By Thandi Chimurenga
Every year, the scene is the same: Millions of well-meaning patriots gather in parks and parades to salute peace activist Dr. Martin Luther King Jr. and honor his fabled dream of an all-inclusive, color-blind America. Less attention is paid, however, to King’s fight for economic equality in America, which was a key component of the 1963 March on Washington where King delivered his famous “I Have A Dream” speech.
Ignoring that reality is to ignore a key aspect of King’s dream for America, some activists say.
“Dr. King famously said, ‘The right to sit at a lunch counter is empty if you cannot afford a meal,’” said Los Angeles County Supervisor Mark Ridley-Thomas. “Dr. King understood that economic justice is part of equal rights. He knew that without economic equality, one could not truly be liberated.”
Ridley-Thomas, former director of the local branch of King’s Southern Christian Leadership Conference, said the fight for economic justice is as critical today as it was some 50 years ago – in part, some say, because the education, health and wealth gaps between blacks and whites continues to widen.
“Every American deserves access to health care, education and a decent standard of living,” Ridley-Thomas said. “There is still much more to be done so that all Americans have access to a piece of the American Dream.”
Former U.N. Ambassador Andrew Young, one of King’s closest aides, said while economic equality was a key element of King’s thinking, certain realities forced movement leaders to dramatize more practical aspects of the civil rights struggle.
“One of the problems we faced [was] anybody who talked about economic equality in the ’50s and ’60s was a communist,” Young said during a recent telephone interview. “Black people … seemed to be more responsive to the human rights issues; human dignity issues like the back of the bus, the lunch counters.
“We didn’t choose those tactics, the people themselves did — the issues around police brutality, the human dignity issues were the ones that were crying out,” he said.
Young said, however, that movement leaders understood all along that the fight for justice was more economic than social.
“One of the reasons [Dr. King] was anxious to get into the poverty issue is he began to see that it was almost a choice between guns and butter,” Young said. “He said, ‘Are going to feed the hungry in America or are we going to use the money to make war?’ ”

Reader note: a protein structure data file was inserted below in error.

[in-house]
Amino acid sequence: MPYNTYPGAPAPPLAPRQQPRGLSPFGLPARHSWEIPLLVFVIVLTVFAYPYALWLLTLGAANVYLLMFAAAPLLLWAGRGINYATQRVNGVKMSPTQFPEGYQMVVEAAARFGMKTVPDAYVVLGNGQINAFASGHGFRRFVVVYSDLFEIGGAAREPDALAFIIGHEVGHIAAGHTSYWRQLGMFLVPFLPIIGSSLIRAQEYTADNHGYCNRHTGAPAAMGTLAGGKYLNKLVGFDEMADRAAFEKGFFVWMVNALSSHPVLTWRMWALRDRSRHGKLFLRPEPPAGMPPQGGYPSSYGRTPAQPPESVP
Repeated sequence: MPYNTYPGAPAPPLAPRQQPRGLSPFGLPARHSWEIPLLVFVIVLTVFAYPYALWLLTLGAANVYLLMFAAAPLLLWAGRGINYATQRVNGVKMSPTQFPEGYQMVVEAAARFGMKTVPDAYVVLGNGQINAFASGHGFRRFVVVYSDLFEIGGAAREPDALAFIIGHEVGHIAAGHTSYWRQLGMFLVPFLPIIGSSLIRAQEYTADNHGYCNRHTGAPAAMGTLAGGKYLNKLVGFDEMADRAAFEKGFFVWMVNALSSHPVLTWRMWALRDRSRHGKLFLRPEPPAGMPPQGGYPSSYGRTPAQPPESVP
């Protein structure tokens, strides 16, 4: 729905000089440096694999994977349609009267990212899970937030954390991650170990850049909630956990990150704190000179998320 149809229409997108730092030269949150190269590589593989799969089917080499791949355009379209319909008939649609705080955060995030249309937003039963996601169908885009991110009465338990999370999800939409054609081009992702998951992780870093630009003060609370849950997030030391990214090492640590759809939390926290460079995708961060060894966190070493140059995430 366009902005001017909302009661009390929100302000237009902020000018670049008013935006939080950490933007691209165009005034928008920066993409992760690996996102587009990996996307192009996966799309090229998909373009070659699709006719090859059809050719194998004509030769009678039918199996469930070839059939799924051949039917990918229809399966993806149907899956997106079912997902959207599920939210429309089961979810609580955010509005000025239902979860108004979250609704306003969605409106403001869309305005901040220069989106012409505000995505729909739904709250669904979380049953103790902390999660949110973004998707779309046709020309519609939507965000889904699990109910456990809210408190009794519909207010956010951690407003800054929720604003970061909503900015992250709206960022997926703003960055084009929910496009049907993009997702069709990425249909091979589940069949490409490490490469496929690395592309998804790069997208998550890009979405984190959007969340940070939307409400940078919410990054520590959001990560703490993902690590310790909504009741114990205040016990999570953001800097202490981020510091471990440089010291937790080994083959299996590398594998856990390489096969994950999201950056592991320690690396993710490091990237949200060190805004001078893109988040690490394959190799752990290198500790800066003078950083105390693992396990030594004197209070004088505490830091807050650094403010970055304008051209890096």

King’s focus on economic parity was on full display during the final crusade of his life, observers say, as he launched the Poor Peoples’ Campaign in November 1967 — five months, as it turned out, before being assassinated on April 4, 1968.
Supporting garbage workers’ fight for fair wages in Memphis, Tennessee, King said the campaign was intended to “descend on Washington, D.C., southern states and northern cities to meet with government officials to demand jobs, unemployment insurance, a fair minimum wage, and education for poor adults and children designed to improve their self-image and self-esteem.”
Some observers believe it was King’s focus on black economic power over social equality that ultimately got him killed.
“I remember my father saying that one of the reasons Dr. King and Malcolm X were assassinated was because they had begun to build this coalition with African countries around the idea of people of color controlling their own economy,” said Elizabeth Omilami, the daughter of one of King’s closest aides, Hosea Williams.
Omilami said her father, who died in 2000, understood that social equality was virtually meaningless without economic power.
“That’s something that Dr. King shared with him — not to get a job, but to be employers,” she said during a recent telephone interview. “Because Dr. King began to start to talk … about black businesses, buying black, teaching children about running their own businesses and doing enterprises with people in other countries, African countries as well as Japanese companies.”
Ultimately, King came to realize that “racial justice without economic justice was a farce,” Pulitzer Prize winning journalist Chris Hedges would say years later.
In fact, just two weeks before his assassination, King spoke about his transition from civil rights to economic equality as he reflected on the victories of the civil rights movement.
“Now our struggle is for genuine equality — which means economic equality,” he told striking members of the American Federation of State, County and Municipal Employees (AFSCME) on March 18, 1968.
“For we know now that it isn’t enough to integrate lunch counters,” he said. “What does it profit a man to be able to eat at an integrated lunch counter if he doesn’t earn enough money to buy a hamburger and a cup of coffee? What does it profit one to be able to attend an integrated school when he doesn’t earn enough money to buy his children school clothes?”
King would be assassinated just before the launch of the Poor People’s Campaign in 1968, leaving thousands of Americans to wonder how things might be different for black people today had he lived to lead the fight.
What would King say about the current economic conditions facing African-Americans? One can only speculate, observers say.
“We are in the worst shape economically than we have ever been in,” Omilami said of African Americans’ current plight in America. “I don’t know what Dr. King would say now.”